Myself, I guess I would say, "It all depends." Sometimes I'll get some strange, compelling, kickass game elements in my head and I try and build up something around them. Other times a neat little story will pop up and I feel like it would work well as an interactive kinda thing. Or, y'know, I read about some awesome new 3-d engine techniques and start thinking about how they could lead to fascinating new game mechanics or support a narrative.

So I guess a little of everything.

Some designers definitely seem to favor one section over the others. Carmack obviously goes for the tech stuff first. Will Wright goes ga-ga for interesting little game mechanics.

Saturday, September 17, 2005

They Shall Return

Something is
definitely going on here.

Point-and-click style Adventure games seem to be building up toward a small renaissance.

I can't say for certain that this current wave will grow into anything substantial, but it would be good to see it spread out into a sustainable market.

And maybe avoid the ridiculously obtuse puzzles and tedious pixel-hunting that helped drop such games off the radar.

Thursday, September 15, 2005

Other News

Going from
intern to full-time. So I can stave off homelessness for at least a little while.

In case any are curious, I'm working for Bethsoft. Pretty sure that little admission doesn't violate any NDAs.

Very exciting.

It's a pretty strange experience to have a job that I don't loathe. Or dislike.

That is, it's a new thing for me to really love and enjoy my job, even at its most irksome.

The commute still sucks, but it's been a great time to read. Finished the few pages in Book 9 of the Wheel of Time series. I'd hit a roadblock months ago. After all that time off, picking it up again really sucked me in all over again. Absolutely brilliant.

Also reading a book called Light Music by Kathleen Ann Goonan. It's staggeringly poetic, reminds me a bit of a more technologically-focused Bradbury. I guess the best surprise is the sheer emotion that inhabits every portion of the book, something I've found deficient in many science-fiction novels.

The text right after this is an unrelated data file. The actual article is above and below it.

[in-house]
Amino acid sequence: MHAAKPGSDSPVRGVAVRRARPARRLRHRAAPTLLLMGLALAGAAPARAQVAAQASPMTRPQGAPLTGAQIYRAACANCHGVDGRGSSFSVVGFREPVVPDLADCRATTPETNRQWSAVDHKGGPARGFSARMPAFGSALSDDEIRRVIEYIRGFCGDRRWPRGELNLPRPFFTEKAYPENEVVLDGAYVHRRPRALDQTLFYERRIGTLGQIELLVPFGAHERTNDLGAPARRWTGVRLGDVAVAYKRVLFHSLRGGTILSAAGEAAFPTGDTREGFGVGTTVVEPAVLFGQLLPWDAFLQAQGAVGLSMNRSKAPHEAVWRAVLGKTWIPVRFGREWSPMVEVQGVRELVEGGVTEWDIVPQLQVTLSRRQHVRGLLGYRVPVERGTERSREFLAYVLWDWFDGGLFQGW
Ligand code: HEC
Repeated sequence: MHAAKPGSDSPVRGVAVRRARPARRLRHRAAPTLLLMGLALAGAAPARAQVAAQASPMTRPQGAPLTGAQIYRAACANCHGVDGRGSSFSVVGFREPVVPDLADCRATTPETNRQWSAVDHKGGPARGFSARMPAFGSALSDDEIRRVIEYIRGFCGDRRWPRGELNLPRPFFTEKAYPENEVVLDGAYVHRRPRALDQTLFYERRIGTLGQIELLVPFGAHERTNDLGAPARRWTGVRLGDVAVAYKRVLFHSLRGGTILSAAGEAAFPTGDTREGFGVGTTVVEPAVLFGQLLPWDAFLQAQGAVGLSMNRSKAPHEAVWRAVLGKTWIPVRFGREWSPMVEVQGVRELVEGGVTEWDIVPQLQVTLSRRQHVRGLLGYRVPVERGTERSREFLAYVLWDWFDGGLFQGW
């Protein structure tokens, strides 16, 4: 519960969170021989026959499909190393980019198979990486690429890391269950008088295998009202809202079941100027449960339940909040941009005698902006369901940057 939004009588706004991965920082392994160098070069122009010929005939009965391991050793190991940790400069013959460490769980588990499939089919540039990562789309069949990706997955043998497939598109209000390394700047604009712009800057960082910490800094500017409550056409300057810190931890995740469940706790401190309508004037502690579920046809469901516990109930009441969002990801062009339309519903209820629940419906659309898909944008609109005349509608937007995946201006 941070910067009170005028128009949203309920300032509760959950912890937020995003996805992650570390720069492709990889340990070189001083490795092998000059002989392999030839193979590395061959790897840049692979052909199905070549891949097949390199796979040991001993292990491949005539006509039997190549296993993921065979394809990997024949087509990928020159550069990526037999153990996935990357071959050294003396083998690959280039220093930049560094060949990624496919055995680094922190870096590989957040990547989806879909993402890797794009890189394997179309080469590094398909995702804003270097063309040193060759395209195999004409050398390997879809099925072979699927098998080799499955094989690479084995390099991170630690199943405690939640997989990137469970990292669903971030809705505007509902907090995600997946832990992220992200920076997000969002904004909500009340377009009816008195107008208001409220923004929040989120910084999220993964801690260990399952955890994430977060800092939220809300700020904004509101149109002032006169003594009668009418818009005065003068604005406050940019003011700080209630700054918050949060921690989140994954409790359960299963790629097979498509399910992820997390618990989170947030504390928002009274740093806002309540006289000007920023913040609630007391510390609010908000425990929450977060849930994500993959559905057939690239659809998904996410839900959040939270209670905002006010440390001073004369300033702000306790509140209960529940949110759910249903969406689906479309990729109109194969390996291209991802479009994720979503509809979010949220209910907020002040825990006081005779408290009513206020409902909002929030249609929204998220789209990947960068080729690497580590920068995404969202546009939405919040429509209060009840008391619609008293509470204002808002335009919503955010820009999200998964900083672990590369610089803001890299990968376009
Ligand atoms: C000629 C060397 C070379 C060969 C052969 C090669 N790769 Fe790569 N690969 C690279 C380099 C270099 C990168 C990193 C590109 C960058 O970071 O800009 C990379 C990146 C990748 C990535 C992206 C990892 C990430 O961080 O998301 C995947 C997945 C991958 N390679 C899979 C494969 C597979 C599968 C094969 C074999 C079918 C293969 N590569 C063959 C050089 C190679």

Touched the Game Boy DS today, tapped out a few simple commands on Advance Wars, and the damn thing gave off this siren song. Perhaps I can sell a kidney . . .

Marketing's On The Phone

Read This First

Read This Next

Now This:

"Johnny, baby, sweetie, got a little change of pace to throw your way."

"But we ship both games in two months!"

"Not a prob, got absolute confidence in you. Anywho, you know that Racing game you're working on?"

"Officially-Licensed Authentic Realistic Game with Cars, Turbo Edition?"

"That's the one."

"What's the change?"

"We need you to make it into a Racing-Strategy game."

"What? Why? Better yet, how?"

"I got the numbers right in front of me that say one hundred percent of grognards bought every wargame that came out last year. One hundred percent!"

"But wargames are only a small subset of the strategy genre. And their audience is just as small. Have you been huffing paint again?"

"But one hundred percent! That's each and every one. We need those kind of numbers."

"Small ones?"

"Sales, baby! You don't see this graph I got. It's a very convincing graph."

"*Sigh* What's the other change?"

"That stupid roley-poley thing you guys are working on . . . "

"The roleplaying game."

"That's the one. Yeah, we need you to make it a Tennis game."

"But it's got character development, a narrative and inventory management."